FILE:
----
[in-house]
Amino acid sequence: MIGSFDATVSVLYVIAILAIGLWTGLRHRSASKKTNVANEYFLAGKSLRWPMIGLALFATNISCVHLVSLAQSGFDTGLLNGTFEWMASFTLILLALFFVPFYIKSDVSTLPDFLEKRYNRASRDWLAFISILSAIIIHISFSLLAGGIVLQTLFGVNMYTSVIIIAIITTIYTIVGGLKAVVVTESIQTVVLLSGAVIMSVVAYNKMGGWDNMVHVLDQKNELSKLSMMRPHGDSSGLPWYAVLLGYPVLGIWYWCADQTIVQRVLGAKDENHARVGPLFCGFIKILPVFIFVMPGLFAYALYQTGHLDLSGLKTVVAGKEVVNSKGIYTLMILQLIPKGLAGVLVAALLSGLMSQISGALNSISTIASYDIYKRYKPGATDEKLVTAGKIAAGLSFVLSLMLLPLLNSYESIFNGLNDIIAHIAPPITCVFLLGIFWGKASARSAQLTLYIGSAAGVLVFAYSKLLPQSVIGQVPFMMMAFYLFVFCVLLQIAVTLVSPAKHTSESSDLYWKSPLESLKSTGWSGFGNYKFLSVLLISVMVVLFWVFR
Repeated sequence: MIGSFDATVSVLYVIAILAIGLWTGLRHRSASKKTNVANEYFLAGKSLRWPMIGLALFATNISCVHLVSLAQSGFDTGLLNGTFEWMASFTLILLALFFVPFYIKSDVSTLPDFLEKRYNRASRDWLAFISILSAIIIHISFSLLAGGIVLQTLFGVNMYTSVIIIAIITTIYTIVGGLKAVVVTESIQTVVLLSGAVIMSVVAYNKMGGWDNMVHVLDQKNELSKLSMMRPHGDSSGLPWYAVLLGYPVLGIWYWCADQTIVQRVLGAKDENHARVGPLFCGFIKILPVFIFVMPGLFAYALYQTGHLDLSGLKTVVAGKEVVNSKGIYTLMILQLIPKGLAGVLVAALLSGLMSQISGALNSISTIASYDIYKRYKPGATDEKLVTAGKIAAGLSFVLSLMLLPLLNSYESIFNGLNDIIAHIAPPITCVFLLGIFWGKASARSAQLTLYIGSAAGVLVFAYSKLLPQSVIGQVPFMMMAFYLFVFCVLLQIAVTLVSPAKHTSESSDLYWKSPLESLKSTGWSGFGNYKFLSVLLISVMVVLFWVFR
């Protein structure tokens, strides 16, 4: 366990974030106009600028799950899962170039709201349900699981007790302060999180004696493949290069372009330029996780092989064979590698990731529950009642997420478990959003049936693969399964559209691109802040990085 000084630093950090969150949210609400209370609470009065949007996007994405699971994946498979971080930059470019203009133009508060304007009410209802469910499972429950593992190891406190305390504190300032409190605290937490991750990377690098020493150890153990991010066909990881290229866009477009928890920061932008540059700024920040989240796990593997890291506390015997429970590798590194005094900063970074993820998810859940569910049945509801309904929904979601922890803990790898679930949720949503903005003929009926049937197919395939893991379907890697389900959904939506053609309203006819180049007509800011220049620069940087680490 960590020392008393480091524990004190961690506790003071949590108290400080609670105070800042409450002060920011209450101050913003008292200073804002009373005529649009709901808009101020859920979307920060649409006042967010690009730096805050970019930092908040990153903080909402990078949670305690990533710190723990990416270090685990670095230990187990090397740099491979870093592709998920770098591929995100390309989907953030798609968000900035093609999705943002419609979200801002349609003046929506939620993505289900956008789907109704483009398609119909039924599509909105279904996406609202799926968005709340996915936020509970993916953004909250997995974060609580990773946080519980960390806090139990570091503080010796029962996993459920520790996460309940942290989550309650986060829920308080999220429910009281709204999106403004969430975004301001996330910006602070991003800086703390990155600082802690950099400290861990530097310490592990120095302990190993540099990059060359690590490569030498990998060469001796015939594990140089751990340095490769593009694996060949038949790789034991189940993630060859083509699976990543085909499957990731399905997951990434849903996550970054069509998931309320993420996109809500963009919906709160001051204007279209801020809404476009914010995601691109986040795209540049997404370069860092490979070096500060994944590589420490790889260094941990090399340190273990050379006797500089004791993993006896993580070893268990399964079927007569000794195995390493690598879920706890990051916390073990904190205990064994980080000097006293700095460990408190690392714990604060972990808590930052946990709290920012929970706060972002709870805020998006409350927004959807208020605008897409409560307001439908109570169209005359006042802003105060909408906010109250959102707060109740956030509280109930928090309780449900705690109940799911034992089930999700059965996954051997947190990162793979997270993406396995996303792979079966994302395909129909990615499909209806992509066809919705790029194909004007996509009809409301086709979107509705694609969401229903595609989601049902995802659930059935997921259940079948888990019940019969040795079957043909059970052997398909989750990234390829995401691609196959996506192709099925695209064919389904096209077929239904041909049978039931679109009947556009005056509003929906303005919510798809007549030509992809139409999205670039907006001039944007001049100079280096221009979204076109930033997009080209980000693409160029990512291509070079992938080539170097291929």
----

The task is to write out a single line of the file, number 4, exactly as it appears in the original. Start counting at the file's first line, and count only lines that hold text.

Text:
């Protein structure tokens, strides 16, 4: 366990974030106009600028799950899962170039709201349900699981007790302060999180004696493949290069372009330029996780092989064979590698990731529950009642997420478990959003049936693969399964559209691109802040990085 000084630093950090969150949210609400209370609470009065949007996007994405699971994946498979971080930059470019203009133009508060304007009410209802469910499972429950593992190891406190305390504190300032409190605290937490991750990377690098020493150890153990991010066909990881290229866009477009928890920061932008540059700024920040989240796990593997890291506390015997429970590798590194005094900063970074993820998810859940569910049945509801309904929904979601922890803990790898679930949720949503903005003929009926049937197919395939893991379907890697389900959904939506053609309203006819180049007509800011220049620069940087680490 960590020392008393480091524990004190961690506790003071949590108290400080609670105070800042409450002060920011209450101050913003008292200073804002009373005529649009709901808009101020859920979307920060649409006042967010690009730096805050970019930092908040990153903080909402990078949670305690990533710190723990990416270090685990670095230990187990090397740099491979870093592709998920770098591929995100390309989907953030798609968000900035093609999705943002419609979200801002349609003046929506939620993505289900956008789907109704483009398609119909039924599509909105279904996406609202799926968005709340996915936020509970993916953004909250997995974060609580990773946080519980960390806090139990570091503080010796029962996993459920520790996460309940942290989550309650986060829920308080999220429910009281709204999106403004969430975004301001996330910006602070991003800086703390990155600082802690950099400290861990530097310490592990120095302990190993540099990059060359690590490569030498990998060469001796015939594990140089751990340095490769593009694996060949038949790789034991189940993630060859083509699976990543085909499957990731399905997951990434849903996550970054069509998931309320993420996109809500963009919906709160001051204007279209801020809404476009914010995601691109986040795209540049997404370069860092490979070096500060994944590589420490790889260094941990090399340190273990050379006797500089004791993993006896993580070893268990399964079927007569000794195995390493690598879920706890990051916390073990904190205990064994980080000097006293700095460990408190690392714990604060972990808590930052946990709290920012929970706060972002709870805020998006409350927004959807208020605008897409409560307001439908109570169209005359006042802003105060909408906010109250959102707060109740956030509280109930928090309780449900705690109940799911034992089930999700059965996954051997947190990162793979997270993406396995996303792979079966994302395909129909990615499909209806992509066809919705790029194909004007996509009809409301086709979107509705694609969401229903595609989601049902995802659930059935997921259940079948888990019940019969040795079957043909059970052997398909989750990234390829995401691609196959996506192709099925695209064919389904096209077929239904041909049978039931679109009947556009005056509003929906303005919510798809007549030509992809139409999205670039907006001039944007001049100079280096221009979204076109930033997009080209980000693409160029990512291509070079992938080539170097291929």